SALT LAKE CITY — A Utah man was found guilty Friday of organizing and directing a nationwide drug trafficking organization that imported opioids from China and used the drugs to manufacture fake prescription medications sold throughout the U.S.
This case was investigated by U.S. Immigration and Customs Enforcement’s (ICE) Homeland Security Investigations (HSI), Drug Enforcement Administration (DEA), IRS’s Criminal Investigation, U.S. Food and Drug Administration’s Office of Criminal Investigations, and U.S. Postal Inspection Service.
Aaron Michael Shamo, 29, of Cottonwood Heights, Utah, was found guilty after a jury trial of his peers found he orchestrated the import and distribution of fentanyl from China. Shamo faces a potential mandatory-minimum life sentence for his actions.
Shamo and his co-conspirators purchased pill presses to manufacture pills that appeared to be legitimate pharmaceutical drugs. Shamo then distributed the controlled substances to other individuals using their storefront, Pharma-Master, located on the Dark Net marketplace AlphaBay. They used the U.S. Postal Service to deliver their counterfeit narcotics in all 50 states. Federal law enforcement agents and prosecutors agree that an undercover purchase of 100 oxycodone pills is a substantial step in an investigation; Shamo was found guilty of selling half a million pills – or more.
Shamo, was the founder and CEO of Pharma-Master, and maintained control of the majority of the functions of the enterprise. He established the dark web storefront, hired employees, took charge of marketing and product placement. He became the drug dealer to other drug dealers.
He held the relationships with the contacts in China to order the illicit fentanyl. Investigators were led to Shamo as they followed the proceeds of the drug trafficking organization via cryptocurrency transactions. He maintained sole access to incoming Bitcoin payments from customers.
The illicit pills were developed through a dangerous “trial and error” process as he distributed it to individuals across the country.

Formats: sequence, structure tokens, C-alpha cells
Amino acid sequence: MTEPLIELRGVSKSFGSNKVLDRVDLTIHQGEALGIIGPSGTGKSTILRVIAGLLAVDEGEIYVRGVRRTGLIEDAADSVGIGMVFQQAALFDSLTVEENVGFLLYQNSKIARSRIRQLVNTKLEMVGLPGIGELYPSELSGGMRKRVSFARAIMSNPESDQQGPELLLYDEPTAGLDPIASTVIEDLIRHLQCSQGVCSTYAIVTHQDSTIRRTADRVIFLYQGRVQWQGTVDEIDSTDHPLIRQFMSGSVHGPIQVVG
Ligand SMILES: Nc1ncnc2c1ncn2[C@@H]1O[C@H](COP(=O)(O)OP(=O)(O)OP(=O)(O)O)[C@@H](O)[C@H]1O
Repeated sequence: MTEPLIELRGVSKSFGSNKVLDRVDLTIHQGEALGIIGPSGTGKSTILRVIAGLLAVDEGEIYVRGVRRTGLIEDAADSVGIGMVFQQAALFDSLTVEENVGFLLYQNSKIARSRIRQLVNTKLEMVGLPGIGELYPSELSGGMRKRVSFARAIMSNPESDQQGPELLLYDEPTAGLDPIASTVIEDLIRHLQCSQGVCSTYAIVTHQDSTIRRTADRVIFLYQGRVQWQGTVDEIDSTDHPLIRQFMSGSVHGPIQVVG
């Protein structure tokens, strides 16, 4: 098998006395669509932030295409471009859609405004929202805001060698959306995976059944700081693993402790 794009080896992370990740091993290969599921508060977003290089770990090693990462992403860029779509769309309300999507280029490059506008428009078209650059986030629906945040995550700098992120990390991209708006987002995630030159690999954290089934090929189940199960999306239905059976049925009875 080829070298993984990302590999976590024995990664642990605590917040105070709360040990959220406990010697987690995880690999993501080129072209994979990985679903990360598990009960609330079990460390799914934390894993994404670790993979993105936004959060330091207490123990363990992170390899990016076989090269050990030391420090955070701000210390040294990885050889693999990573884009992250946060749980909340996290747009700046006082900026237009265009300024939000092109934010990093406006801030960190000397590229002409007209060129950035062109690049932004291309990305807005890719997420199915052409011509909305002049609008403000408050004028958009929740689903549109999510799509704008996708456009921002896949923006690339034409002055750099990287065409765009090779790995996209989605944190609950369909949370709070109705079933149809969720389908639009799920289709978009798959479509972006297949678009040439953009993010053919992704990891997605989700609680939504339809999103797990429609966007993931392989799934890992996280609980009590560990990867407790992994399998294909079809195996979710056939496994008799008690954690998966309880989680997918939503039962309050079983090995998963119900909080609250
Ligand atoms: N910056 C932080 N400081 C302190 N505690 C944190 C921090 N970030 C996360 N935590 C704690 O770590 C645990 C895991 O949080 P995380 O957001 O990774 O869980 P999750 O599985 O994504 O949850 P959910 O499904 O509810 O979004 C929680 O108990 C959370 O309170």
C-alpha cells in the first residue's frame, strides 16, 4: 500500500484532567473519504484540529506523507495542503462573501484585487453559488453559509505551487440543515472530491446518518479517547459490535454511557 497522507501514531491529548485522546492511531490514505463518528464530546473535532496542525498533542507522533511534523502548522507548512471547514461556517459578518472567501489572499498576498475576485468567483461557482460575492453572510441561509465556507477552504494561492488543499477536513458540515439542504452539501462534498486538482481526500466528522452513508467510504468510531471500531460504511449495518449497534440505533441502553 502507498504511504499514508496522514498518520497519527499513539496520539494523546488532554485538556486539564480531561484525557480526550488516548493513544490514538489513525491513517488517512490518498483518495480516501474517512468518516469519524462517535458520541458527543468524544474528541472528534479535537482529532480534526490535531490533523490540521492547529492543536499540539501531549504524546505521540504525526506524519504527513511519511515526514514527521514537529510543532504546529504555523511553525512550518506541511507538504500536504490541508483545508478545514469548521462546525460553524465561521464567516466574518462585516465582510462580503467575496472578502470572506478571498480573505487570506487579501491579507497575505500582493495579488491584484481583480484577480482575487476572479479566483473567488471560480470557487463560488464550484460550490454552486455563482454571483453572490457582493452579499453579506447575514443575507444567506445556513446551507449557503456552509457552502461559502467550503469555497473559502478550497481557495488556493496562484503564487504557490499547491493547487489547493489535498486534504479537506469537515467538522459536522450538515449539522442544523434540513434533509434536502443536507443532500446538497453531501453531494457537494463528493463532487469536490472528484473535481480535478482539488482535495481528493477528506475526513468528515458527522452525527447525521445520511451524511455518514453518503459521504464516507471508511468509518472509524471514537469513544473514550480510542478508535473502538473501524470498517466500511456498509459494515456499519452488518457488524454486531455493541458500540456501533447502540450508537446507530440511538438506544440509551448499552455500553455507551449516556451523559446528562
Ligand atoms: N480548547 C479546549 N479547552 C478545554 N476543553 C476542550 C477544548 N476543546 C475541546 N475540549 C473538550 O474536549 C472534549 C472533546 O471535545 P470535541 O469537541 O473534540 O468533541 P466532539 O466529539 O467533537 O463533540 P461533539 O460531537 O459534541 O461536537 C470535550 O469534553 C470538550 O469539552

Experts say one milligram of fentanyl in a pill can have dangerous consequences to individuals who consume it up to and including death.
When customers complained to Shamo that his pills were making them sick, he responded by shipping even more dangerous narcotics to them. There was no shortage of fake pain pills. Co-defendants in the case, who were responsible for packaging and shipping, used a vacuum to clean up pills from the floor because they believed it was not worth their time to pick them up because of the volume of pills they were manufacturing.
The jury convicted Shamo of engaging in a continuing criminal enterprise, three counts of aiding and abetting the importation of a controlled substance, possession of a controlled substance with intent to distribute, manufacture of a controlled substance, and two counts of knowing and intentional adulteration of drugs while held for sale. The jury also found Shamo guilty of aiding and abetting the use of the U.S. mail in furtherance of a drug trafficking offense, conspiracy to commit money laundering, money laundering promotion and concealment, and engaging in monetary transactions in property derived from specified unlawful activity.
“The opioid crisis has devastated individuals, families, and entire communities across the nation. Aaron Shamo controlled and led a highly profitable organization that delivered fentanyl-laced counterfeit pills to every state in the union,” U.S. Attorney John W. Huber said. “Though his customers remained faceless on the dark web, their despair was real. Shamo profited off that despair and a jury of his peers has held him accountable.”
Sentencing in the case is scheduled for Dec. 3 in U.S. District Judge Dale A. Kimball’s courtroom. Shamo remains in U.S. Marshals custody. Sentencings are pending for the co-conspirators in this case, who reached plea agreements with federal prosecutors.
Assistant U.S. Attorney Vernon Stejskal of the U.S. Attorney’s Office, District of Utah, and Special Assistant U.S. Attorneys Michael Gadd and Kent A. Burggraaf prosecuted this case. Gadd and Burggraaf are Assistant Attorneys General in the Utah Attorney General’s Office.